Up The Women, TV review: The Suffragettes were history's winners - and that doesn't make for great comedy

 

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The Independent Culture

This week, a mere 105 years since the setting of Jessica Hynes' women's Suffragette sitcom Up the Women, which returned for a second series last night, a popular family newspaper realised that it might be a tad demeaning to feature topless women where the news should be. Forty four years of Page 3, and the enduring social dominance of the white male notwithstanding, the Suffragettes were history's winners.

Which is why, despite having a fine cast, some good gags (I liked Vicki Pepperdine's Gwen's continuing references to "hungry striking") and several degrees of enjoyable slapstick, Up the Women lacks the element that can elevate a sitcom from decent to great. That is a sense of doom.

The best sitcom leads are going nowhere, slowly. Your Father Teds, your Reggie Perrins and your Harold Steptoes. The Christabel Pankhurst-inspired Margaret (Hynes) might be a bit daft – but she's smart, funny and very much on the right side of history. A Suffragette, in other words. And thus, despite a few good lines, it's hard to feel too much for her.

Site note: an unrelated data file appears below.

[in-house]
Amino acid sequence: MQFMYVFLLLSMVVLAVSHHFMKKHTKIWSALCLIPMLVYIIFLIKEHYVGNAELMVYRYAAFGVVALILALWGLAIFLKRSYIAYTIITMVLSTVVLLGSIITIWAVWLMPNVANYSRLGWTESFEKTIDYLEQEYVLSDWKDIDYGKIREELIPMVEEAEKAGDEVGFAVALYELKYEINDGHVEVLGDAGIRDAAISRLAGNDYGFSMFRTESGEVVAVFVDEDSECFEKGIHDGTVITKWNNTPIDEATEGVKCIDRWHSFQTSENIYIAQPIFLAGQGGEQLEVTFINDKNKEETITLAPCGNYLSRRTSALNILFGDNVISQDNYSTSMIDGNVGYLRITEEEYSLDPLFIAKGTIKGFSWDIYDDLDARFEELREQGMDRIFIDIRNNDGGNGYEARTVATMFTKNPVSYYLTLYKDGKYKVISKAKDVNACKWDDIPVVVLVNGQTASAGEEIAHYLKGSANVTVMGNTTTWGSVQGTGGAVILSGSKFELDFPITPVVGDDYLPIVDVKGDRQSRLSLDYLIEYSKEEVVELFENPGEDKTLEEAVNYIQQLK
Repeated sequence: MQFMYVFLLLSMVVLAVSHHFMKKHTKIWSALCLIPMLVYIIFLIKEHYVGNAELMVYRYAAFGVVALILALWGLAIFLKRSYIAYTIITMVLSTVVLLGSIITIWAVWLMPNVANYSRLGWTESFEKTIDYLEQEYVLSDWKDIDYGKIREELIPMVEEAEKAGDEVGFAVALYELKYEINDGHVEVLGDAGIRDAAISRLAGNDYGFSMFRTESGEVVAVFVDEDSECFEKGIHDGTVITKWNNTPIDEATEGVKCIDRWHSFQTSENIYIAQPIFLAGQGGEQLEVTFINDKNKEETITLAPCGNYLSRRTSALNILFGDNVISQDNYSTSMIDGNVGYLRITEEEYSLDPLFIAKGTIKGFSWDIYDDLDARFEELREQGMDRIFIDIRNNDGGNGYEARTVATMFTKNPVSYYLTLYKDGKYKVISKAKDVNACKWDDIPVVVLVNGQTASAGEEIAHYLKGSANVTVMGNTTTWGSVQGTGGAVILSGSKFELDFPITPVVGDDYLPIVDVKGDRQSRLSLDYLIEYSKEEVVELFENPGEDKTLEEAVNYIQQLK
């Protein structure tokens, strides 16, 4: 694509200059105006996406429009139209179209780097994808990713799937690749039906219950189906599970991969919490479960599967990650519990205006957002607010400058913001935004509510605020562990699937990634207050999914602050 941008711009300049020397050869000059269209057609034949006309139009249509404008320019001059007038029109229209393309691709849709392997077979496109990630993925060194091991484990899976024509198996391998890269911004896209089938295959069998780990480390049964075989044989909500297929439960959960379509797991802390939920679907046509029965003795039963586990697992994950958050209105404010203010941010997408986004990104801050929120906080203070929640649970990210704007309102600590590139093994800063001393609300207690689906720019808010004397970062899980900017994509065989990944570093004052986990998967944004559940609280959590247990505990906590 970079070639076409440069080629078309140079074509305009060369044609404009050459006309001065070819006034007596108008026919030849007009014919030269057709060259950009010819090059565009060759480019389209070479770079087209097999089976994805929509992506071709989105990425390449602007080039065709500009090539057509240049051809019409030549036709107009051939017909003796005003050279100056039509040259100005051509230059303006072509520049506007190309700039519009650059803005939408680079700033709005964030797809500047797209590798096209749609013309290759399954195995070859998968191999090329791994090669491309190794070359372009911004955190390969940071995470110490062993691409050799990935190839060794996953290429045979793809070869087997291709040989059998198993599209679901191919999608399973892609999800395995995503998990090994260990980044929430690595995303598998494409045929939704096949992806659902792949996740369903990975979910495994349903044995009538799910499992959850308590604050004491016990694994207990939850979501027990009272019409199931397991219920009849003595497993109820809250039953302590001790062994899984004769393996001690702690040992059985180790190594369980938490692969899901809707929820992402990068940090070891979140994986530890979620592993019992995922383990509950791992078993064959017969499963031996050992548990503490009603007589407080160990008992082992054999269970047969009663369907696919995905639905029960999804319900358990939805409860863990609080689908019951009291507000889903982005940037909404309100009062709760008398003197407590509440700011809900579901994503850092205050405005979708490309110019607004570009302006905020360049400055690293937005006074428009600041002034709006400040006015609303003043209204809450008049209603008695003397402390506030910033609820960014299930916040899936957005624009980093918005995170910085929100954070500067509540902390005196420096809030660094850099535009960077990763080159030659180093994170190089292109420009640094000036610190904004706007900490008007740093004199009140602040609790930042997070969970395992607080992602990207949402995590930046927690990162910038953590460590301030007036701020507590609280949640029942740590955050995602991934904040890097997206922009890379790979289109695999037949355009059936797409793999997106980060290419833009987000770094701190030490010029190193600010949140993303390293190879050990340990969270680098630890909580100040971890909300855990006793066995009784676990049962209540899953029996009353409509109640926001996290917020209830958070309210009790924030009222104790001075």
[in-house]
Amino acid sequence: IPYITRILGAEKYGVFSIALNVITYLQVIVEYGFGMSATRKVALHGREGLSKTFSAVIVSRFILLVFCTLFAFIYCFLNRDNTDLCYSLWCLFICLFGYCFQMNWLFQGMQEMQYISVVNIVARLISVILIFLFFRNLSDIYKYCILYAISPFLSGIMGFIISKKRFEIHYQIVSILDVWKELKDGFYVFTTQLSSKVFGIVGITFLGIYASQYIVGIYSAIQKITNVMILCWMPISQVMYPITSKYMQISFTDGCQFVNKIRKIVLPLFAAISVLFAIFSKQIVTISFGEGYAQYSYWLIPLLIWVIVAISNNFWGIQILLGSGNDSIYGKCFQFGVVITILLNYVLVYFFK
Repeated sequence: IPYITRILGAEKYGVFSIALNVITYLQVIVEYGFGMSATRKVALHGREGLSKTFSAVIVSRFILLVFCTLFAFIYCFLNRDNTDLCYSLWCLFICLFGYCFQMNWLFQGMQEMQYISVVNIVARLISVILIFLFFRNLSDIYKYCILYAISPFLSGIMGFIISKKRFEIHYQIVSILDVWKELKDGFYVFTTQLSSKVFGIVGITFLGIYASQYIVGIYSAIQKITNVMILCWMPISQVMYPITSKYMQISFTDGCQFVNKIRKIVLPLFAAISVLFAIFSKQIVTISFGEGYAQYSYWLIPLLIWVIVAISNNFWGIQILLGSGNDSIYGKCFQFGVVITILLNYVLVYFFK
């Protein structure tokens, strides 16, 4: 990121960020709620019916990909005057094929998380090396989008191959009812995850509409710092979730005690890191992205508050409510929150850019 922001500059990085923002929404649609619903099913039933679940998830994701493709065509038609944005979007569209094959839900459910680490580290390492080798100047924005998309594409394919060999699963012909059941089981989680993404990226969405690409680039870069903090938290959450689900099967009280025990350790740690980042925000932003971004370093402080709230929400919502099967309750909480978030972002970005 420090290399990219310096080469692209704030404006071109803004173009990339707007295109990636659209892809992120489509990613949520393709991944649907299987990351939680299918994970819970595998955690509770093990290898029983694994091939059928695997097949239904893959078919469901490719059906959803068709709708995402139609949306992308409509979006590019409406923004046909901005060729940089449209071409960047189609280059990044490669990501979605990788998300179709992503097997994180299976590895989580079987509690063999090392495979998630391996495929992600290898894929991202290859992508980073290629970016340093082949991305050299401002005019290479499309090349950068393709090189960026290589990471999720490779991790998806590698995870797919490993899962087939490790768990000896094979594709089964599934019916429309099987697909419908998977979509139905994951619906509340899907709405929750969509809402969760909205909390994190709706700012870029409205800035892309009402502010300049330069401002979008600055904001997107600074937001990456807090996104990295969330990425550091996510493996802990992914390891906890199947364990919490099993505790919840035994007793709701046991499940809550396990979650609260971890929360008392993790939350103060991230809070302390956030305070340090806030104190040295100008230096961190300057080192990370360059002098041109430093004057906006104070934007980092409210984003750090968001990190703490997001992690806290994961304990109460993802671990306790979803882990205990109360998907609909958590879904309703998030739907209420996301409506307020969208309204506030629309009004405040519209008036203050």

Rebecca Front, on the other hand, as the conservative, status-conscious Helen is a delight. Even if she does get all the best lines. The best moment here was when Helen, annoyed by her daughter Emily's worldview being misshapen, blamed Margaret's "womany politicking and high idealsing". Adding, "a young girl of society should be concerned with hemlines, table mats and the cost of iron ore. Not wasting her youth changing the world."

It's a tricky thing period comedy – despite the übermensch of the genre, Blackadder, proving indefatigable – there aren't many others you'd seek out in the nether-regions of the EPG (Dad's Army of course; Maid Marian and Her Merry Men). It might not have the laughs of any of them, but with that cast (Hynes! Front! Pepperdine!), it's worth the journey back in time.

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